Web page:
In designing and implementing the S3 for Lower Austria, we have built on our experience with regional innovation strategies dating back to 1997. The strength of the smart specialisation concept is its focus on cross-sectoral innovation discoveries and we have therefore designed our strategy, including the monitoring mechanism, to fully exploit this. More specifically, we have sought to foster interactions on two levels: Instruments, meaning the coherence and synergies between programmes in the policy mix, underpinned by greater inter-institutional collaboration; and Technologies, referring to prioritised support to activities that cross sectors and disciplines.
Implementing smart specialisation is difficult without an appropriate monitoring system. As they say, 'You get what you measure!' and it also helps to 'fine tune' the strategy. Our programmes are monitored by a balanced score card method, learning from its use in previous innovation strategies. This includes performance data such as publications, critical size and collaborative projects. With S3 new indicators have been added to reflect the cross-instrument and cross-technological emphasis. This in turn has led to initiatives that reflect the indicators.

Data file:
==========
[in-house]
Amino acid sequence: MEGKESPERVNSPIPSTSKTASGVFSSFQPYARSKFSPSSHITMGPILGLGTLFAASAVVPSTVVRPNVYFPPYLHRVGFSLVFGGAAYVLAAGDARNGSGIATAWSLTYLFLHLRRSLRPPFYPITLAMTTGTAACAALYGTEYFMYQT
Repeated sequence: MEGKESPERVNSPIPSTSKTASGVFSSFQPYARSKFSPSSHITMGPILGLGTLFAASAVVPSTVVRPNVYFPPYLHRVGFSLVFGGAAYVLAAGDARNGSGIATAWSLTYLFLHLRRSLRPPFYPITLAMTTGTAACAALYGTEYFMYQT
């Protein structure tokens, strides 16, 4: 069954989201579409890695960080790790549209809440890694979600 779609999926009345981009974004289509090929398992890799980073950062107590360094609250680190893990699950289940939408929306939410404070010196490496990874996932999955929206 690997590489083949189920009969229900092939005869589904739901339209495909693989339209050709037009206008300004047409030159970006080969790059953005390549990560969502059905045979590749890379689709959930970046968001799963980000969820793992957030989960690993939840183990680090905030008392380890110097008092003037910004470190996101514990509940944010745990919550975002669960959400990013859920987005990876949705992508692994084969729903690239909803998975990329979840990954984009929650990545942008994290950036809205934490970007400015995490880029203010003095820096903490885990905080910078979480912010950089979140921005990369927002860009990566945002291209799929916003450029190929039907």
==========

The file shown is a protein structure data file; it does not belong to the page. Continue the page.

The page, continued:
As an illustration, we now measure the impact of inter-institutional collaboration on the related instruments and programmes, including the targets and focus of the programme managers. This has led to an intensification of collaboration between clusters and technopoles, fostering diversification of technological know-how and promotion of further regional specialisation – for example, the food cluster and Technopole Tullm have assembled a large consortium called FoQQSI where academia and companies work together with public agencies on food safety challenges.